The Highland Council Featured In Inspiring Stories Collection By Education Scotland
15th February 2021
Six submissions from The Highland Council were successful in being featured in Education Scotland's What Scotland Learned 100 stories of lockdown publication.
The submissions include Lundavra Nursery, Speech and Language Therapy, Early Years Education Support, Badcaul and Scoraig Primaries, Wick High School, and on behalf of Comunn na Gàidhlig.
The booklet is a collection of inspiring stories about how practitioners across Scotland responded to the Covid-19 crisis. The six submissions are featured under various themes such as relationships, learning and teaching, school and community and health and wellbeing.
Chair of Education Committee, Cllr John Finlayson said: "I am delighted that so many submissions from Highland were included in this collection and again they highlight the great work, resilience and supportive ethos that continues to be evident in our schools. While the six submissions outlined all deserve praise, I know they are only the tip of the iceberg, in terms of what is happening right across our over 300 schools and early learning centres."
Lundavra Nursery continued to engage with their families and provided support by giving advice around any concerns, signposting to relevant professionals and through supportive conversations. They achieved this by creating a closed Facebook page to be able to reach families during the national lockdown. After 2 weeks, 90% of their school roll were engaging on the page with only 7 children's families engaging through email.
Speech and Language Therapy and Early Years Education Support jointly planned online Continued Professional Development (CPD) sessions called ‘Words Up Wednesday' which ran weekly for the last 6 weeks of term, delivered by the Speech and Language Therapy team. The sessions were targeted at early level practitioners and participants joined from across remote and rural Highland areas.
Early Years Education Support had a second successful submission in the booklet which highlighted their innovative approach to training and improvement using interactive bite-size sessions tailored to the changing needs of early years staff during the pandemic.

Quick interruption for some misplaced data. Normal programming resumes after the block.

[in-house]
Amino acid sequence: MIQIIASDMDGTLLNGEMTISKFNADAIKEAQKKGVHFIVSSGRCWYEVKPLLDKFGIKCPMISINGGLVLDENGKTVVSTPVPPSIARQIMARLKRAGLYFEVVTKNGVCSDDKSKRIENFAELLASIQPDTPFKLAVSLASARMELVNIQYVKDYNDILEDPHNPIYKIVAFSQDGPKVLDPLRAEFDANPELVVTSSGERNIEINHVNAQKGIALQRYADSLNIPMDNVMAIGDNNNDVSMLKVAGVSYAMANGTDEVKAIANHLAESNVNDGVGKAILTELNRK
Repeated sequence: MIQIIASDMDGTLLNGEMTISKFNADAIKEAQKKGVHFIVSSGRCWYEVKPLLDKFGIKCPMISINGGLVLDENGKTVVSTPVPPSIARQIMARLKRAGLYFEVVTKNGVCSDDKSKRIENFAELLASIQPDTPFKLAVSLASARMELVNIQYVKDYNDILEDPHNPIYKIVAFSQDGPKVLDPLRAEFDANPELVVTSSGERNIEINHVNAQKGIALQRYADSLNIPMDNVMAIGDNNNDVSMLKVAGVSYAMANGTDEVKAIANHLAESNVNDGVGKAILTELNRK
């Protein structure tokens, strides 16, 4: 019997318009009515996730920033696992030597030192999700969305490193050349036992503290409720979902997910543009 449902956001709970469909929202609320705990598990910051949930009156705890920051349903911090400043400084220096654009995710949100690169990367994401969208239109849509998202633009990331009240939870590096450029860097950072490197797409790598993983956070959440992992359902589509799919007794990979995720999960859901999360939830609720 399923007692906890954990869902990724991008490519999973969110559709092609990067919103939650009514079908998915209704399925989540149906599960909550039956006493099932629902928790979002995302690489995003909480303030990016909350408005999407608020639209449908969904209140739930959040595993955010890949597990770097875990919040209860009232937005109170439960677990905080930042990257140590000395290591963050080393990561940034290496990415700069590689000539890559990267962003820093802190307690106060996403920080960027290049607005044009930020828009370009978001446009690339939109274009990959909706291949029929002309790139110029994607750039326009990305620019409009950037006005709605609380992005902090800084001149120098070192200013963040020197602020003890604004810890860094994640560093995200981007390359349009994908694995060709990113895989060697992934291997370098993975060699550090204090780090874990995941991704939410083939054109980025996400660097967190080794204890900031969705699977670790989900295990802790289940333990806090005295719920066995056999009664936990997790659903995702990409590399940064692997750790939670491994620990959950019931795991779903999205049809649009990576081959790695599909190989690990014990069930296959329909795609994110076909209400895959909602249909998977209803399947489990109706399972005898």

Badcaul and Scoraig Primaries during lockdown focused on activities to build community between the schools and to reinforce they were together despite being apart. Events included a remote author visit, a bake-off competition, a talent competition, sports week, and taking part in the World's Largest Art Lesson. The schools also created a quilt by asking each of the 14 pupils to create individual pieces which were then transformed into a Little Loch Broom Schools Quilt by a member of the community.
Wick High School’s youth workers delivered daily, online, after school activities on the school’s Google Classroom. These included: Monday Motivation (weekly fitness challenges and goals), working with a local art centre to produce a lockdown film with young people, researching art history and designing window panes for a community art project, a weekly online quiz, and a vlog/blog for young people to review films they had watched.
As outreach on behalf of Comunn na Gàidhlig (CnaG), The Highland Council created a number of Gaelic-medium (GM) films for young Gaelic speakers and learners of Scottish Gaelic. These films were largely based on the cultural and natural heritage of Gaelic Scotland. In addition to the videos, Facebook Live GM sessions were delivered.